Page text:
Two advocacy groups are suing the EPA for failing to release documents related to the agency’s March decision not to ban a controversial pesticide.
American Oversight and the Environmental Working Group filed a in the U.S. District Court for the District of Columbia to compel the Environmental Protection Agency to release communications between EPA Administrator Scott Pruitt and agricultural interests relating to the March 29 order denying a petition that would have revoked nearly all legal tolerances for chlorpyrifos, a widely used insecticide on vegetable and other crops linked to neurodevelopmental delays in fetuses and children (, D.D.C., 1:17-cv-01227, 6/22/17).
The groups filed a request April 11 under the Freedom of Information Act (FOIA). The EPA did not respond to the request within the 20 working days required by law.
“Time and again, Scott Pruitt has been shown to be squarely in the pocket of the industries he’s supposed to regulate, both as Oklahoma Attorney General, and now at the EPA,” American Oversight Executive Director Austin Evers said in a statement. “His decision to allow the use of chlorpyrifos, despite the scientific consensus, including among EPA experts, that it’s harmful shows clearly that his priority is helping his friends at big chemical companies and not” safety concerns.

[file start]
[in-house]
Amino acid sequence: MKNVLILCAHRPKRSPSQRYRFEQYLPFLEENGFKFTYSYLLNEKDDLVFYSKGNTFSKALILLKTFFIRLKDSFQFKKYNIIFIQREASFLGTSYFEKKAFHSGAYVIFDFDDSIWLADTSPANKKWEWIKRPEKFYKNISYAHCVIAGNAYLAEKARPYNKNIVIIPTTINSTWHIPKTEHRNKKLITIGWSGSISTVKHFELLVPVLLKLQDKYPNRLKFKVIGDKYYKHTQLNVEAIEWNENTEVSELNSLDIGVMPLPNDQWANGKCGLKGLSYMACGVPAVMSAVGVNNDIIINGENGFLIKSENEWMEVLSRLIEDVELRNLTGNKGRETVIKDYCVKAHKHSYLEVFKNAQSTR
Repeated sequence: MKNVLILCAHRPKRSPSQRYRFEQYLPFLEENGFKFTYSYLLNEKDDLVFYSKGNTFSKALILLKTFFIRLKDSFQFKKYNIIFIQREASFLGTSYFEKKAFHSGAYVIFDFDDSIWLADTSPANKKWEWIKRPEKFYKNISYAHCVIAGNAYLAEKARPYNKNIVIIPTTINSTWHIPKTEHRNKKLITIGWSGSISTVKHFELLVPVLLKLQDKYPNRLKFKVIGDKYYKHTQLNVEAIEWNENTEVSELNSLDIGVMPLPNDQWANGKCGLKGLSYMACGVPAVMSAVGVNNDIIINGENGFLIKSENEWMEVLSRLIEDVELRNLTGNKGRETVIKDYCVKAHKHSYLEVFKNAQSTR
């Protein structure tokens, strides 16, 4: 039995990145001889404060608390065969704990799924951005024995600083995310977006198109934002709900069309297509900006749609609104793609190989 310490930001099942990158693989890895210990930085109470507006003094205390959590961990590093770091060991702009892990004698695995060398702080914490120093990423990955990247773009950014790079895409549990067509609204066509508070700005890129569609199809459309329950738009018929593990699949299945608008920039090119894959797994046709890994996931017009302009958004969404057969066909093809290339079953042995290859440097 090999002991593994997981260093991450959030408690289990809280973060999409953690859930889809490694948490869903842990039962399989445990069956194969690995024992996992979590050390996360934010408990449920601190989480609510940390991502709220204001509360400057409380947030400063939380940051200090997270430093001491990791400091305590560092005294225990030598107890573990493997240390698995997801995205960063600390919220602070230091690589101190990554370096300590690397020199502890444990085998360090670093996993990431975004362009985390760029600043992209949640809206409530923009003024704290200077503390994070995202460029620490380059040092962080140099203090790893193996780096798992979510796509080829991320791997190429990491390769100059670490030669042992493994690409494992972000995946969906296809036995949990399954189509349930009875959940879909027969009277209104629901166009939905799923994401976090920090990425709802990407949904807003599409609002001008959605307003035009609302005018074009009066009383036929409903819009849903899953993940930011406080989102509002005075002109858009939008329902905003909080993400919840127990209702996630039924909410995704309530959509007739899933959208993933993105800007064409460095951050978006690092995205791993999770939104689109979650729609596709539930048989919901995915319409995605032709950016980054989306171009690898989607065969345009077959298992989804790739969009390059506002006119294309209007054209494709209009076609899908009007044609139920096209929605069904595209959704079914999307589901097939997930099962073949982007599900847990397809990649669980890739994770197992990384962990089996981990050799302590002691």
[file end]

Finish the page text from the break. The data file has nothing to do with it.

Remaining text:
Since his nomination to head the EPA, environmental groups have sought to expose what they see as Pruitt’s close relationships with industry groups. The Center for Media & Democracy released 7,564 pages of emails in February depicting the then-Oklahoma attorney general’s close coordination with oil and gas groups and petroleum refiners to challenge federal environmental regulations.
In their lawsuits, the two nonprofits specifically requested copies of communications between Pruitt’s office and Dow Chemical Co., Dow AgroSciences, pesticide trade association CropLife America, and other organizations that opposed the Obama administration’s proposal to revoke the tolerances for pest controls. Dow is the original maker of chlorpyrifos. The EPA first registered the pesticide in 1965.
The EPA head met with Dow Chemical Chief Executive Officer Andrew Liveris three weeks before issuing the chlorpyrifos decision, according to Pruitt’s recently released .
Pruitt’s decision marked a change from the agency’s course under President Barack Obama. Under a court order, the EPA was set to decide whether to ban the insecticide by March 31. The agency released a human health risk assessment last year finding that chlorpyrifos posed risks to children.
The two challengers are not the only ones interested in seeing more information about the chlorpyrifos decision. There are currently six open inquiries on chlorpyrifos via FOIA, according to the federal government’s online tracking system for public records requests.